Rehr, Henrik. Terrorist: Gavrilo Princip, the Assassin who Ignited World War I. Minneapolis: Graphic Universe, 2015. 9781467772792. 225p. $15.00. Gr. 9 and up.
Terrorist takes readers through a historical journey from 1863, leading up to World War I, and ending in 1918 when Gavrilo Princip died in prison partly from tuberculous and partly from maltreatment. Not many people know the causes for the Great War or even who key political figures were, but this dark and edgy graphic novel sets out to tell an often untold story. Who was Gavrilo Princip, and what was his role? Terrorist is a great way to introduce this side of World War I and give readers a deeper understanding of history. Thoughts: This striking graphic novel entices history buffs to give a different genre of books a try while reeling in graphic novel enthusiasts. I’m not really into graphic novels, but this one is a must for any collection. It sheds a rich, and what I assume to be, historically accurate light on who killed Franz Ferdinand and why.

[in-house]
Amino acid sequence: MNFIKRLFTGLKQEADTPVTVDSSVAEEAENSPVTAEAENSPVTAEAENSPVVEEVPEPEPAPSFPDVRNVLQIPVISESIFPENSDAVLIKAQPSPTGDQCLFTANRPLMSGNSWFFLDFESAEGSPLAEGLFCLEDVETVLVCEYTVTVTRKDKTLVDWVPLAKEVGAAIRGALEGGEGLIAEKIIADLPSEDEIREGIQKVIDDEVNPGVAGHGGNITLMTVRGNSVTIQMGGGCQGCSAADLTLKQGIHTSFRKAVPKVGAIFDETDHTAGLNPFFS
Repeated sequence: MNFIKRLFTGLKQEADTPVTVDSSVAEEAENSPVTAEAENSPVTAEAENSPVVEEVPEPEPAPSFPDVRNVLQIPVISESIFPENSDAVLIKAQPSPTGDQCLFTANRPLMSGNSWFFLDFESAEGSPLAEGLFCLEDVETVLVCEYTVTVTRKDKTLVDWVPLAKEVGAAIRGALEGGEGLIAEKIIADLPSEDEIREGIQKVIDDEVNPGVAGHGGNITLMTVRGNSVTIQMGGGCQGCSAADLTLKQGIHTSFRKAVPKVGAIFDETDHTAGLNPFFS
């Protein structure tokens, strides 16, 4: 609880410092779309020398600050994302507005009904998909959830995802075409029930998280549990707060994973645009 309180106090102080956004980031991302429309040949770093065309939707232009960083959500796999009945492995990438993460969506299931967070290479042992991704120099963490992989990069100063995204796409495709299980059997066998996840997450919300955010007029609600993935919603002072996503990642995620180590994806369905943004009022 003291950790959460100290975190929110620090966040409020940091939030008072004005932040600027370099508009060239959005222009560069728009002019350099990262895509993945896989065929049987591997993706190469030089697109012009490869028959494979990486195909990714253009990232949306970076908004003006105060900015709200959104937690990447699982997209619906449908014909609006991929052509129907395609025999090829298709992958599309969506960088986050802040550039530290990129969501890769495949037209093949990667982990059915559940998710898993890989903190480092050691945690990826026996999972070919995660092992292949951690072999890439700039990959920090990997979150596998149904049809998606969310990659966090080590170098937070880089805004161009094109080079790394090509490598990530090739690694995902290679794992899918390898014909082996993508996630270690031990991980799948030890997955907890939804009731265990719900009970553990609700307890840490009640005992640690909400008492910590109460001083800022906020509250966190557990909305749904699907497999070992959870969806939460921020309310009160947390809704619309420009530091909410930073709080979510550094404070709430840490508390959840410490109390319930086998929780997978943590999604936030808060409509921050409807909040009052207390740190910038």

Graphic Novel; 944 Laura Ward, Fox Chapel Area High School
Lewis, John. March: Book 2. Marietta, GA: Top Shelf Productions, 2015. 978-0-606-36547-5. $19.95. Gr. 8-12.
In this second installment of the planned graphic novel trilogy, Congressman John Lewis continues his incredible, heroic narrative of the fight for equal rights during the Civil Rights movement. Now travelling all over the south in the early 1960s, Lewis and the Freedom Riders focus on non-violent protests, only to find themselves countered with increasing hostility and violence in their “quest for human decency” (16). Juxtaposed against the inauguration of the United State’s first African-American President, Barack Obama, in 2009, almost 50 years later, Lewis recounts sit-ins, stand-ins, bus boycotts, and ultimately, the 1963 March on Washington. Many of these protests led to vicious, brutal attacks on the peaceful Riders, as well as jail time for many, including Dr. Martin Luther King Jr. The artwork by Nate Powell is particularly moving, adding incredible depth to John Lewis’s compelling narrative while also humanizing many controversial political figures. THOUGHTS: Readers of all ages should pick up this novel as well as March: Book 1, and it should be required reading for all history classes teaching about the Civil Rights movement.
323.1 Civil Rights; Graphic Novel Vicki Schwoebel, Friends’ Central School